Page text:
Heel pain, and growth
Here is a good article about growth and heel pain.
Please share this with your child so they will know what is happening.
How to Deal With Your Child's Heel Pain
By Coach V
Many parents of young athletes will face this issue. Most will spend weeks or even months trying to figure it out. The hope is that after reading this article it will be completely clear and your worries will subside.
My child's heels are killing him.
Don't worry, many have been there. While working on the training series SoccerU, we often dealt with many young players with this issue. Many times they simply have to stop playing or sit out because the pain gets so bad.
At what age does this happen?
It generally occurs in male athletes between the ages of 9 and 14. Yes, it happens in female athletes as well, but is not as common.
What causes it?
It is called Sever’s Disease.
Children’s heel pain differs from the most common form of heel pain experienced by adults (plantar fasciitis) in the way pain occurs. Plantar fascia pain is intense when getting out of bed in the morning or after sitting for long periods, and then it subsides after walking around a bit. Children’s heel pain usually doesn't improve in this manner. In fact, walking around typically makes the pain worse.
Heel pain is very common in children because of the very nature of their growing feet. In children, the heel bone (the calcaneus) is not yet fully developed until age 14 or older. Until then, new bone is forming at the growth plate (the apophysis), a weak area located at the back of the heel. Too much stress on the growth plate is the most common cause of pediatric heel pain.
In simple, non-medical terms, there is a growth plate in the heel of the foot. It is connected to the Achilles tendon. When children are at this age they often have growth spurts and these growth spurts cause tension to form from the calves and Achilles tendon. As the child runs and jumps it essentially causes "pounding" on the heel and bone, it is irritated. In other words, the tension from the growing muscles exposes the bones in the heel to more impact. This pain can be extreme or simply mild.
How do I treat it and cure it?
You can't cure it. The only way to cure it is time. Eventually as the child matures and passes through the growth cycles the pain will go away. You can however help the pain and here are some dos and don'ts.
-There are several "stretching" devices that can be worn at night. A lot of children won't wear them because they are uncomfortable and many times cause blood circulation loss (foot going to sleep). For the money, I would avoid these.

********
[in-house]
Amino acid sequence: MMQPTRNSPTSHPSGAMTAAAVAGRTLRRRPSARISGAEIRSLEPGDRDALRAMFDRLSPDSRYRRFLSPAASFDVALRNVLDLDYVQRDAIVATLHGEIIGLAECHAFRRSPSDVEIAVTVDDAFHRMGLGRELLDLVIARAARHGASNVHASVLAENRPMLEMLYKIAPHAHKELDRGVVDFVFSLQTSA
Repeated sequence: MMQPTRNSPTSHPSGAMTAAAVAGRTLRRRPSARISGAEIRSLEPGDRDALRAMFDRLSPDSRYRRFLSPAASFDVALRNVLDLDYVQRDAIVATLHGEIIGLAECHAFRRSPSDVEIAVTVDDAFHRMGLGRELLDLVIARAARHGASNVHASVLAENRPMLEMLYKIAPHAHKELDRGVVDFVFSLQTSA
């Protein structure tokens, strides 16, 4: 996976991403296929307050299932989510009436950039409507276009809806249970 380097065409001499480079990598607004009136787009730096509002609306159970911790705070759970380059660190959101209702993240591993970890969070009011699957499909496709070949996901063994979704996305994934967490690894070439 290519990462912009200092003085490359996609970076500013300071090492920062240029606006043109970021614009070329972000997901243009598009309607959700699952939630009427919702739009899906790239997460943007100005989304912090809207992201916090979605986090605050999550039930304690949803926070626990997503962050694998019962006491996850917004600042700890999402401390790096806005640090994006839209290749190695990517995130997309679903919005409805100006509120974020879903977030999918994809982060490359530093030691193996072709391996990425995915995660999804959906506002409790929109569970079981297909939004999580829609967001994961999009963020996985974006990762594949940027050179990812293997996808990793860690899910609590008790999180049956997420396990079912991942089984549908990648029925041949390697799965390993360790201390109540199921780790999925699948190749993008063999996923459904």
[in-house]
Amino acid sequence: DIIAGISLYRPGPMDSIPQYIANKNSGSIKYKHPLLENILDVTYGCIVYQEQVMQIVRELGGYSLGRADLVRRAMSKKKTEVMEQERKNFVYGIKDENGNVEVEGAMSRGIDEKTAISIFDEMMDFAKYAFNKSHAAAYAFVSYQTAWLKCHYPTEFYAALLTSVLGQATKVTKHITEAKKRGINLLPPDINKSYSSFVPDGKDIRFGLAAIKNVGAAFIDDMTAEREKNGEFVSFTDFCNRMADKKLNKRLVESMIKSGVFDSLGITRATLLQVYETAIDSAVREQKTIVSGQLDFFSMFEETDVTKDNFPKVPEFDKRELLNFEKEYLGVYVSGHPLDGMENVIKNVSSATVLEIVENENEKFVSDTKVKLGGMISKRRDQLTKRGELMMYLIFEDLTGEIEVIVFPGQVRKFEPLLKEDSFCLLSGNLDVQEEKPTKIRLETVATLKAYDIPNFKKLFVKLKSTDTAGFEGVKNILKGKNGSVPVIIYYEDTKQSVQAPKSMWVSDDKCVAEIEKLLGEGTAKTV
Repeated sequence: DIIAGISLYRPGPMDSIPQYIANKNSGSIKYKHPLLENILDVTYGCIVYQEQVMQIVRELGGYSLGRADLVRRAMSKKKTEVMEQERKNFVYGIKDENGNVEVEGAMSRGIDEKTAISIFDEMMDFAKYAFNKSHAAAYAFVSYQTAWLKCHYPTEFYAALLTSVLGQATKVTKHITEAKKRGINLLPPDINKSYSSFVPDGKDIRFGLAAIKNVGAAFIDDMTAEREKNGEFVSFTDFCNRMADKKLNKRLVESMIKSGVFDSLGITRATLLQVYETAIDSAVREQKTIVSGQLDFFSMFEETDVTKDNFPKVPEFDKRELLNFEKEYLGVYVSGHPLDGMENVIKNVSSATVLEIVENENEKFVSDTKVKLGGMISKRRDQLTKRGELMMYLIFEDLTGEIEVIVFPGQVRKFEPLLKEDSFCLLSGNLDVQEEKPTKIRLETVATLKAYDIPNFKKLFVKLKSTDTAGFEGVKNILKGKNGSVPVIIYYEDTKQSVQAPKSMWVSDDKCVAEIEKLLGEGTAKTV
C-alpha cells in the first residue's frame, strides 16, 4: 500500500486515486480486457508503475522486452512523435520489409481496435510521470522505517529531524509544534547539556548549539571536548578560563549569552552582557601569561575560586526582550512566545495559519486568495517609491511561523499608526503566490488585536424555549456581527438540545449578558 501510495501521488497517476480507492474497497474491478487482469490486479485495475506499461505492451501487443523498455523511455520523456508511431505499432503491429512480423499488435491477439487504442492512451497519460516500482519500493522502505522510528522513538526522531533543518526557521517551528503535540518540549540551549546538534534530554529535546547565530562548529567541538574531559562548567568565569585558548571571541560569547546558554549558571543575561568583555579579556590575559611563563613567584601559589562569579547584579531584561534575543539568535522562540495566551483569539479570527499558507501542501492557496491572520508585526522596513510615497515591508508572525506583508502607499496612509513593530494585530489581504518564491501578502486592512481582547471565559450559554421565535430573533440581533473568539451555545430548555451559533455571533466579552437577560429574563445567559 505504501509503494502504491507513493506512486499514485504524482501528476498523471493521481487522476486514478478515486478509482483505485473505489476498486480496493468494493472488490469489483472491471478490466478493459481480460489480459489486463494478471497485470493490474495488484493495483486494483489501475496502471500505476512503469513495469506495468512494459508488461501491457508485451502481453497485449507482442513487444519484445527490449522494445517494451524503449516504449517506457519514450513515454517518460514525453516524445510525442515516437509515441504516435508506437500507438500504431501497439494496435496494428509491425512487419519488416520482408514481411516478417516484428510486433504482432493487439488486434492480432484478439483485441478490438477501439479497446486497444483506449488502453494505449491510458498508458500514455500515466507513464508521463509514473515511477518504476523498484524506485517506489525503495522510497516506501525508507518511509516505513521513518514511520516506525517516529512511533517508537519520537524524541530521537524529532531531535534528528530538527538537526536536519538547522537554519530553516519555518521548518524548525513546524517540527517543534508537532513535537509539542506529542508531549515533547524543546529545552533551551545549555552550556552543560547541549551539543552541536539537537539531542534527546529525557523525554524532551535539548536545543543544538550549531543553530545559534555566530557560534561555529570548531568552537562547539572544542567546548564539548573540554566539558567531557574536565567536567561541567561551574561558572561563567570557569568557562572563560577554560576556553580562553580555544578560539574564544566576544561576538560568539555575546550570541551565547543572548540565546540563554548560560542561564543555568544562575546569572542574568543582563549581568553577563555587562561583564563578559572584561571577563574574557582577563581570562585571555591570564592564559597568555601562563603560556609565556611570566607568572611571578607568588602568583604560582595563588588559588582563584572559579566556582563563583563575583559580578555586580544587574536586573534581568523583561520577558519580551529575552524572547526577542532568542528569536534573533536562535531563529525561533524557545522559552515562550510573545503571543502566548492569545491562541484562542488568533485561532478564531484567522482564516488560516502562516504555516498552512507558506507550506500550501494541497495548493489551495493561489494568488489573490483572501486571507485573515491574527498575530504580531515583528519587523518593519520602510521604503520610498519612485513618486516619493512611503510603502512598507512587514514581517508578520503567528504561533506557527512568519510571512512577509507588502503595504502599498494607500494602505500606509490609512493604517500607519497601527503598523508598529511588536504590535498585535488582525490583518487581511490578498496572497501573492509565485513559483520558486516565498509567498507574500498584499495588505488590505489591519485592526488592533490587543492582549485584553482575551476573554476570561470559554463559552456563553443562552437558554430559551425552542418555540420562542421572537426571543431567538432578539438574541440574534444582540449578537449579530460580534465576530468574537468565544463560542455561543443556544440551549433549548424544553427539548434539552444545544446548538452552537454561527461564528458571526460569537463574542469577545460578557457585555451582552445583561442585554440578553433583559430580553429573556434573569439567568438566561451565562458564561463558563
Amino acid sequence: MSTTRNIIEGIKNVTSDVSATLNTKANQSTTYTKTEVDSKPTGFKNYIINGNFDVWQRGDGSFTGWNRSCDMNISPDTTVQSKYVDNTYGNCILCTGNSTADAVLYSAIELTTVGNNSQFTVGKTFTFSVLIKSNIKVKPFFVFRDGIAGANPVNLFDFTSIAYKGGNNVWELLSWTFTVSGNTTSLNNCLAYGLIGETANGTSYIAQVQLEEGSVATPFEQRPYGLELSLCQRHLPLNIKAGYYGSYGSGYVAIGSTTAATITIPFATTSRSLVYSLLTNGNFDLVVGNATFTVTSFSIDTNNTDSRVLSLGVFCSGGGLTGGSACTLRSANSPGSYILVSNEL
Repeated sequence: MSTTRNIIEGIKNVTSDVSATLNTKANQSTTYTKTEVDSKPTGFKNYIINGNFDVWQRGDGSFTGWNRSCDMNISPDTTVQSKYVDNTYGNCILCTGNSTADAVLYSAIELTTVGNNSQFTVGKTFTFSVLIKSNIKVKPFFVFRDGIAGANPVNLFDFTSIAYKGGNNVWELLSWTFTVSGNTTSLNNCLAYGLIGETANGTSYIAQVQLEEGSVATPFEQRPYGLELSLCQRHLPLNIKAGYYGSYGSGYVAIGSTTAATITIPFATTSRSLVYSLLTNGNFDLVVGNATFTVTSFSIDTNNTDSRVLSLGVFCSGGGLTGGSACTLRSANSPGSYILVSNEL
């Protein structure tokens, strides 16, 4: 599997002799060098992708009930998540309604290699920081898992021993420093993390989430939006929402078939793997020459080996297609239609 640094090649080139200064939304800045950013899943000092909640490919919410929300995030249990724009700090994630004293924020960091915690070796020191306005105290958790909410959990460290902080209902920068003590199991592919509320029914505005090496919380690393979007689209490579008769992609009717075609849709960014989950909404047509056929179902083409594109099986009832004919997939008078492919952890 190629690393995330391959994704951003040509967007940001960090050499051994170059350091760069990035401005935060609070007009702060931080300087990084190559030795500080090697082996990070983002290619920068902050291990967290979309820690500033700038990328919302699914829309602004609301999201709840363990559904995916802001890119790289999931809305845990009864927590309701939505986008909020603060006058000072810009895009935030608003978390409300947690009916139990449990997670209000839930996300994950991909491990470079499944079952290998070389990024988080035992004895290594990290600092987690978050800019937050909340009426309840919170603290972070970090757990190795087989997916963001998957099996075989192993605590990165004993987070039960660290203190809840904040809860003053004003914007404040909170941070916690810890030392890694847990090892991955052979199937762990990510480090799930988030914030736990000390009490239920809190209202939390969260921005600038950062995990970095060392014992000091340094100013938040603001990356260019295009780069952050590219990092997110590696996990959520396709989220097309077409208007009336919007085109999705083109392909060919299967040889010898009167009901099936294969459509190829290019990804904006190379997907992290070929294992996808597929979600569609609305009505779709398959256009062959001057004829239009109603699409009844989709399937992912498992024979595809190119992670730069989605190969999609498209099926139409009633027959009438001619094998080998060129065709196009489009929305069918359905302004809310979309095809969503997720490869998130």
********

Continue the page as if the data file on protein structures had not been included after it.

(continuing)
-Stretching the calves and Achilles tendon will help slightly. Keeping the feet flat on the ground, lean forward toward a wall until the stretch is felt. Hold it for 30 seconds, release and repeat. This can be done three times a day (great while watching the TV). Try doing one foot at a time and make sure the stretch is felt in the Achilles and not the knee area.
-Reducing jumping and stride running. Stride running would be "laps" where our heel hits the ground first. This is different from sprinting where the ball of our foot absorbs most of the impact. Sports like basketball or shooting hoops for hours on end outside will greatly increase the pain.
-New rule in the house. No bare feet ever. From the time they get out of bed they must wear something that helps absorb the impact. Foam flip flops are fine. At least there is a layer between the floor and the heel.
-Gel heel pads. You can buy soft gel heel pads at any sporting good store. I have found that women's sizes fit young male players' shoes well. You want soft gel pads. Not firm support pads. These have helped about 50 percent of the pain.
-Many try icing the heels and it seems to help some. It seems to help more when it is done shortly after activities. This will relieve some of the pain but not really help cure it.
The best solution I have found is to first understand it, and then accept the fact you can't cure it. Limiting things such as "pick-up games" on the weekends will help them get ready for and bare training sessions during the week. I know this is hard, but it is a give and take.
It is unfortunate that this pain comes at a critical time in a player's development. Hopefully explaining it to the child and having them get involved with it will be one of the best things to help deal with it.